Megillah 17: Must We Pray?

By: Rabbi Jay Kelman |

One of the most central requirements of Jewish life—both in time and importance—is that of daily prayer. Yet most fascinatingly, the source of the obligation to pray—or whether such an obligation even exists—is a matter of great debate. It is the Rambam, and few (if any) others, who claim that there is a biblical obligation of daily prayer—and even such obligation is fulfilled by prayer once daily. The Ramban, who disputes the premise that we are obligated to pray, argues that prayer is “from the attributes of kindness the Creator, blessed be He, gave to us; that He hears and answers our prayers[1] whenever we call upon Him” (Sefer Hamitzvot, positive mitzvah #5).

Not only is the source of prayer in dispute, so is its origin. “It was taught: Shimon Hepekuli formulated the 18 blessings (shmoneh esrei) before Rabban Gamliel in a proper order at Yavneh” (Megillah 17b). This teaching dates the shmoneh esrei, the primary element of prayer, to the second century CE in the generations following the destruction of the Temple. However, the Talmud quotes the view of Rav Yochanan that “120 elders, and amongst them a number of prophets, established 18 blessings in order”. The 120 elders is a reference to the anshei knesset hagedolah, who led the Jewish people at the beginning of the second Temple period—the same time that prophecy came to an end. This teaching dates the shmoneh esrei some 600 years earlier than Shimon Hapekuli.

To resolve this contradiction, the Gemara says that “it was forgotten and he reformulated them” (ibid 18a). This is a rather amazing statement. Apparently, so few people actually recited the prayers instituted by the anshei knesset hagedolah that they were nearly forgotten. These same prayers had to be reintroduced hundreds of years later. It is noteworthy that while the Ramban argues that normally, there is no obligation to pray, he does admit that in a time of great need not just prayer, but communal prayer becomes mandated[2]. Prayer—calling out to G-d—is our first, but not our only response to crisis.

The first iteration of the shemoneh esrei was established by the greatest leaders of the Jewish people, including a number of prophets. This was a point often referenced by Rabbi Soloveitchik, who opposed all prayer innovations (including special kinnot for the Holocaust and the prayer for the State of Israel), arguing that, absent prophets, we are just not qualified to introduce new prayers. Yet this view is not generally accepted—perhaps because the second iteration of the shemoneh esrei was introduced by Shimon Hapekuli. If that name is unfamiliar, that is for good reason. To the best of my knowledge (and the reference books I used), this is the only reference to him in all of Talmudic literature. As Rashi notes, pekuli means cotton, and suggests that Shimon earned his living in the cotton trade.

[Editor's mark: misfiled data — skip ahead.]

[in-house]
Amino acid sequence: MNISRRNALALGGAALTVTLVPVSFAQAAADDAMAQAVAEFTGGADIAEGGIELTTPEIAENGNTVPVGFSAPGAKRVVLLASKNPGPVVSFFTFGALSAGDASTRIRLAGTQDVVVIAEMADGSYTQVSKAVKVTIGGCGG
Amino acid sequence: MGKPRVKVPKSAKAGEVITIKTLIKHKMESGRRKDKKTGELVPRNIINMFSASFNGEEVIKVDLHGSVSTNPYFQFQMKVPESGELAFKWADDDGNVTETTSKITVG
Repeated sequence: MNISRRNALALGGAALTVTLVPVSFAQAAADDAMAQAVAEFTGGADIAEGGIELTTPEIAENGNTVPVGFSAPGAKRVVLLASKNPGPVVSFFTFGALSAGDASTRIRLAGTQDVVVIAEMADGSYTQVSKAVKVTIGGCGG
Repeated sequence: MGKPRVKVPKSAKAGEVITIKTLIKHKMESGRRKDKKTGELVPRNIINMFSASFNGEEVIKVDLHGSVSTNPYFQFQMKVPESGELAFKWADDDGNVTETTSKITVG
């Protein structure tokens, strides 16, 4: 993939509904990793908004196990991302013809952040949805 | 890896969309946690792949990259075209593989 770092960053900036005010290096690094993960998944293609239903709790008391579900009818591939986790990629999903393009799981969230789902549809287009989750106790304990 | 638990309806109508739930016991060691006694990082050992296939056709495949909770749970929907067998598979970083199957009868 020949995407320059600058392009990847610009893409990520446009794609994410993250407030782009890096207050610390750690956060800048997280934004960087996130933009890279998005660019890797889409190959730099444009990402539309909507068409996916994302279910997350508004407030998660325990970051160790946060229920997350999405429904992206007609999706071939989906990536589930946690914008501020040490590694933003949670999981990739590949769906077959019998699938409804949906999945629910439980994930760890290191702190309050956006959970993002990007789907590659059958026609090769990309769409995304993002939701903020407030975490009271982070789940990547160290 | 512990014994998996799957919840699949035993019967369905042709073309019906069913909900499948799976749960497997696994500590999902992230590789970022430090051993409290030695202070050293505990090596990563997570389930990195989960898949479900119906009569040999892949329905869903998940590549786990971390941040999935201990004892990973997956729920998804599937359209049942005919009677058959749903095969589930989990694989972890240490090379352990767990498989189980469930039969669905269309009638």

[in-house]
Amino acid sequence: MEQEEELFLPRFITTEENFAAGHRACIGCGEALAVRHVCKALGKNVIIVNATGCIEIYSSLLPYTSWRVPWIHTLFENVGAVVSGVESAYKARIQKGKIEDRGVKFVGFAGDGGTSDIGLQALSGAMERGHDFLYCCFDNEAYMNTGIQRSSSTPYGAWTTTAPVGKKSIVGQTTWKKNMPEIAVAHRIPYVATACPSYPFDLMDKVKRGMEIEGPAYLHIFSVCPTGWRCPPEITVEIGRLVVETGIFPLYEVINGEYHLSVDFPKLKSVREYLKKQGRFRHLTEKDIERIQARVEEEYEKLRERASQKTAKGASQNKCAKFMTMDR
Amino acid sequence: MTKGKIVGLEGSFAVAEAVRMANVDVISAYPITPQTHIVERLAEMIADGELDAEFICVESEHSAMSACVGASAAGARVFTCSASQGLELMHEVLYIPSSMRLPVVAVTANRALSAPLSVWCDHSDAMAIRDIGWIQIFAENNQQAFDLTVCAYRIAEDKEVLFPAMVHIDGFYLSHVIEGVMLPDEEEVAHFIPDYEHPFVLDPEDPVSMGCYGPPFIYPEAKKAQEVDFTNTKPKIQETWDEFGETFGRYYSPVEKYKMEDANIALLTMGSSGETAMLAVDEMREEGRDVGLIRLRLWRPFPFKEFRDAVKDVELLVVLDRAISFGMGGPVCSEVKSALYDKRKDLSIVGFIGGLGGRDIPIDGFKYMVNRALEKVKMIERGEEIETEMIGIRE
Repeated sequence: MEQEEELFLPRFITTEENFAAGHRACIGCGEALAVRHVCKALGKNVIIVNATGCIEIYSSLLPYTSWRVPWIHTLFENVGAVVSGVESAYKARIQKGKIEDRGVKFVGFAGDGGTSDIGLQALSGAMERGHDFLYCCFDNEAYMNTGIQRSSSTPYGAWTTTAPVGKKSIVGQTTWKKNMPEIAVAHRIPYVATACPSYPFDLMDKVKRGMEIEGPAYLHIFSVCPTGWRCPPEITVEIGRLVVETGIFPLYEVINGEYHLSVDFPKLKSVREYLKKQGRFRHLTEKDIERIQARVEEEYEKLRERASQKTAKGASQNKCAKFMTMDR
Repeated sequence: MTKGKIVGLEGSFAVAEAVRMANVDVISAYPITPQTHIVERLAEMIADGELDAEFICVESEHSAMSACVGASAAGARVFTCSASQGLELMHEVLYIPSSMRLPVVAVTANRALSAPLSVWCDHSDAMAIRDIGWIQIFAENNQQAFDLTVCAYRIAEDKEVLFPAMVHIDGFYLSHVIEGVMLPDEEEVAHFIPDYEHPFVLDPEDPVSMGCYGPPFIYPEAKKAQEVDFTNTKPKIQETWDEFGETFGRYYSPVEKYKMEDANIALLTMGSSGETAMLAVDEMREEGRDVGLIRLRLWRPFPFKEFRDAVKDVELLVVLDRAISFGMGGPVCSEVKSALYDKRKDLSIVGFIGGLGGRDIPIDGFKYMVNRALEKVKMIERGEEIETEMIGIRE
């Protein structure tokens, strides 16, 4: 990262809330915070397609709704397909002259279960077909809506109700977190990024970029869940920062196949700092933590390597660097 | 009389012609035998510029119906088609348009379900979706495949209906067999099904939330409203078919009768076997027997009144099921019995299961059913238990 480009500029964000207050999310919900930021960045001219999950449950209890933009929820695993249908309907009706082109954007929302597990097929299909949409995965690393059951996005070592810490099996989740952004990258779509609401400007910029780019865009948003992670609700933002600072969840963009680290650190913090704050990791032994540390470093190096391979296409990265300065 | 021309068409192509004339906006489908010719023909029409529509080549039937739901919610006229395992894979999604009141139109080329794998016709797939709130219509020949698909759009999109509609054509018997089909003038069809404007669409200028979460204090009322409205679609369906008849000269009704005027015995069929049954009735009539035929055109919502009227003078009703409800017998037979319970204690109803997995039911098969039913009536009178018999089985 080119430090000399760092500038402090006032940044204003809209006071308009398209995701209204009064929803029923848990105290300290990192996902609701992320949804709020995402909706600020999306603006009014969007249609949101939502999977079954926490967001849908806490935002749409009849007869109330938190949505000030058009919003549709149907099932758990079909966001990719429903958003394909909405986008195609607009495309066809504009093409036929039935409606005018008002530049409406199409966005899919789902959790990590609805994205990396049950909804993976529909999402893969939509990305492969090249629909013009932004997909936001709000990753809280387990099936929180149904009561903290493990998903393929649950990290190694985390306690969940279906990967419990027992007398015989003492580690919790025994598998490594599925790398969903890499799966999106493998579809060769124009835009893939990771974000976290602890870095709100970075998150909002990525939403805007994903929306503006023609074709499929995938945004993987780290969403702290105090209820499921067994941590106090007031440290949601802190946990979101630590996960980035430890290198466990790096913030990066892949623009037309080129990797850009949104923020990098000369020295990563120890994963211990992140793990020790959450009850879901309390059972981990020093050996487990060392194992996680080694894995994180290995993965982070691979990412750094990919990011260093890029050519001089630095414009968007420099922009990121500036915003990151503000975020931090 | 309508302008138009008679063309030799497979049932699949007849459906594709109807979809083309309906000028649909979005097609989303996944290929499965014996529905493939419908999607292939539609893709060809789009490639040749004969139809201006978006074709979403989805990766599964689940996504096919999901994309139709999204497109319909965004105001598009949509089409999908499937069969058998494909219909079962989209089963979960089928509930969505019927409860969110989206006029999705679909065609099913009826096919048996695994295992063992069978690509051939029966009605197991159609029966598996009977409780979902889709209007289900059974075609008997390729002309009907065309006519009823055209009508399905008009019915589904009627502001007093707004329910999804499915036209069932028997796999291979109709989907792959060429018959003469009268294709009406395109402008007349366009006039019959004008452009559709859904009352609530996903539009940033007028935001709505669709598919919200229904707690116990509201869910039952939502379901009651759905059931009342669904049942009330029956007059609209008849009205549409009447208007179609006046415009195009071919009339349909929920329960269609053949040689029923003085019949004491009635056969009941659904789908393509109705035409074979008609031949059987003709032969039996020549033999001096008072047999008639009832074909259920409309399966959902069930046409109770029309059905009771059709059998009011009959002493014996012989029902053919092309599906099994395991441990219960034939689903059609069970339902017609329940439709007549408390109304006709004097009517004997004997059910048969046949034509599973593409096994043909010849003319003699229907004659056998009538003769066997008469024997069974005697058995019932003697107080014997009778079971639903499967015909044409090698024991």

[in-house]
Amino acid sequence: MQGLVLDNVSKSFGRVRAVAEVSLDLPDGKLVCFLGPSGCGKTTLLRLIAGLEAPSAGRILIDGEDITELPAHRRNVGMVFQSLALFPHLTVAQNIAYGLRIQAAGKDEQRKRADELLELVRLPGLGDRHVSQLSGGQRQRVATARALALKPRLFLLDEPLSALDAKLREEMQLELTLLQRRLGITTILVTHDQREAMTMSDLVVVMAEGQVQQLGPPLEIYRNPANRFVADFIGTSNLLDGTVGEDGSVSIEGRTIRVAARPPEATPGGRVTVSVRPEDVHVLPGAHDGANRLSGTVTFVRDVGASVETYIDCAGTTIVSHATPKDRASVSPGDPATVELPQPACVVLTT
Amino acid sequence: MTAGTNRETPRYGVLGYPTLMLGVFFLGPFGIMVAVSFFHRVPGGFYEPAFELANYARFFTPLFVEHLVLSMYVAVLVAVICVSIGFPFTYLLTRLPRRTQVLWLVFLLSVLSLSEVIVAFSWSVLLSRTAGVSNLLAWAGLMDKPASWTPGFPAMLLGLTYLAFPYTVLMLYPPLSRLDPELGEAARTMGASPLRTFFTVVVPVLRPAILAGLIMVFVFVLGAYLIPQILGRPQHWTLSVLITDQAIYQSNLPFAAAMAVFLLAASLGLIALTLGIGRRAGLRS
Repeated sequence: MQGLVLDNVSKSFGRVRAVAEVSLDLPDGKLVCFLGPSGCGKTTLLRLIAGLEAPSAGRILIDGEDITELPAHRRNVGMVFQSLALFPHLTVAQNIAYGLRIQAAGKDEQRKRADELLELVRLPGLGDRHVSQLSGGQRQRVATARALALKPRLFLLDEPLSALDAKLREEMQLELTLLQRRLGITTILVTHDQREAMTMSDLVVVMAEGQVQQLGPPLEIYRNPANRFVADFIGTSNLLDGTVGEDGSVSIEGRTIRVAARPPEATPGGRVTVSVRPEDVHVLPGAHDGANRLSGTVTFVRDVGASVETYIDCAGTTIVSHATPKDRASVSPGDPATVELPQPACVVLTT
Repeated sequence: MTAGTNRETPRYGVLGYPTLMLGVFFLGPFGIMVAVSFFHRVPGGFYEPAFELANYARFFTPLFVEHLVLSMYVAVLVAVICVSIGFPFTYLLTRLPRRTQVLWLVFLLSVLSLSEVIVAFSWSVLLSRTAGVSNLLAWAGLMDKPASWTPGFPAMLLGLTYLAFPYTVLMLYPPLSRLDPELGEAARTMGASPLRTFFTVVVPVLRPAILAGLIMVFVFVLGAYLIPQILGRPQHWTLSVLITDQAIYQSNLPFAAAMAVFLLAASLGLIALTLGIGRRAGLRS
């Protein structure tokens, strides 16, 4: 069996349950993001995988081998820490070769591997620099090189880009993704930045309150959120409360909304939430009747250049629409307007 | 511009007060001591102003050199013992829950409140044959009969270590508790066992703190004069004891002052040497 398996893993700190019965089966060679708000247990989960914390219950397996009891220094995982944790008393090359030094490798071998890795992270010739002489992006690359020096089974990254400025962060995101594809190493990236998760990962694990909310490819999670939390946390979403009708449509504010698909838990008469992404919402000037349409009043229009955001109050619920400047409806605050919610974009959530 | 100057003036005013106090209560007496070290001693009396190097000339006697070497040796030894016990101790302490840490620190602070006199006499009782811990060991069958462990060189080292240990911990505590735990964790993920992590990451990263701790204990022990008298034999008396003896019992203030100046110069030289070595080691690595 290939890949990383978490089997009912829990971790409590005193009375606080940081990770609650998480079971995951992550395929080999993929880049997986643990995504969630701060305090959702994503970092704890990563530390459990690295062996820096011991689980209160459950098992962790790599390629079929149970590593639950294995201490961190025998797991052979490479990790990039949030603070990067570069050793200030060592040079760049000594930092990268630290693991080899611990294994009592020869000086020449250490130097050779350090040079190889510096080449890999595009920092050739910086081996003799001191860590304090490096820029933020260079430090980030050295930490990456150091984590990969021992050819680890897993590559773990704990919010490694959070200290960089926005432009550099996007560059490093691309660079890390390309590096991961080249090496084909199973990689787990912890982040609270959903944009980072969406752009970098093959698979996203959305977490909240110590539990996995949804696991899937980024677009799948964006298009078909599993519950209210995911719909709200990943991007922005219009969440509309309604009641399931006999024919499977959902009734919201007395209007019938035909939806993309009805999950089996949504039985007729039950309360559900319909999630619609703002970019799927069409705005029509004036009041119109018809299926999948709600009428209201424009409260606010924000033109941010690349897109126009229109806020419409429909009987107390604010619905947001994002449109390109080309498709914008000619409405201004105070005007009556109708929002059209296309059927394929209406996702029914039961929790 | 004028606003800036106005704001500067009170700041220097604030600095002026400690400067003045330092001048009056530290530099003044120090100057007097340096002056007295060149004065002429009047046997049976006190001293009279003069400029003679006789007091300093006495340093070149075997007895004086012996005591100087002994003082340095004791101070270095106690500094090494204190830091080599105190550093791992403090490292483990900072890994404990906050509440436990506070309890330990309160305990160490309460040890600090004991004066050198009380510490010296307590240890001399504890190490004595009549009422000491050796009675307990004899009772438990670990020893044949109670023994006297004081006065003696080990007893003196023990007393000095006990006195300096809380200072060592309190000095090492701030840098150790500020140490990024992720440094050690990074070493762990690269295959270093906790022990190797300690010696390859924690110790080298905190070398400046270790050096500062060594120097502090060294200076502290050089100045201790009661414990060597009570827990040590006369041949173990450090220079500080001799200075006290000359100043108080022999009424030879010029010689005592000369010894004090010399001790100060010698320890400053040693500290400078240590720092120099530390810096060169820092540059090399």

Prayer is the unifying voice of the Jewish people. The words are the mechanics of prayer, but the essence of prayer is worship of the heart. We join together saying the same words, yet each person has their own thoughts, needs, and requests. The words of prayer are the words of prophets, sages, and the common man. They may be the same words, but their meaning may change depending on who is saying them and when they are being said.   

Prayer was not the only thing that was forgotten by the people. Manzepach[3], the prophets said it” (Megillah 2b). Yet the Talmud notes that “prophets may not introduce a new thing”, to which it responds that the prophets did not actually introduce these new letter forms. Rather, “they were forgotten and they [the prophets] reintroduced them”.

This same response of “they were forgotten and they reintroduced them” is used in explaining how “ten plantings[4], water libations [on Sukkot] and arava [on Hoshanna Rabba] can be both “a law given to Moshe at Sinai” and something introduced by the anshei knesset hagedolah (Sukkah 44a and Rashi, s.v. yesod nevi’im).

After the destruction of the first Temple, religious chaos reigned. The basics of Jewish life, both in and out of the Temple, were forgotten. As we know from the book of Ezra[5], intermarriage became the norm and Jewish life was in crisis. Ezra, the founding head of the anshei knesset hagedolah, rescued and reinvigorated Judaism by formalizing the institution of prayer (among other things). Yet, over time, prayer, too, was forgotten and had to be reestablished in Yavne, the small coastal city that served to rescue and reinvigorate Judaism after the destruction of the second Temple. Two generations later, Rabbi Yehuda Hanassi would transform Jewish life once again by collating and putting into writing the vast corpus of the Oral Law—so that we no longer have to reintroduce that which was forgotten.

 

[1] Of course, sometimes the answer is no!

[2] Rabbi Soloveitchik noted that he believes that both the Rambam and Ramban agree that prayer emanates from needs. They just dispute whether man is in a perpetual state of need.

[3] mem, nun, tzadi, peh and chaf, the first letters (joined together, they spell manzepach)—whose font changes if it is the last letter of a word.

[4] A field of 50 amot by 50 amot (approximately 5,000 square feet) that has at least 10 trees spread throughout may be worked right until Rosh Hashanah of a shmitta year, whereas by other fields, the obligation to cease work can begin as early the prior Pesach or, at the latest, thirty days before the new year.

[5] Interestingly, the Gemara (Sanhedrin 21b) notes that, to demonstrate that it would have been worthy for Ezra to have received the Torah—after all, he resurrected it after the destruction of the Temple—the Hebrew font was changed from ketav ivri to ketav ashurit, the font we use today in a sefer Torah.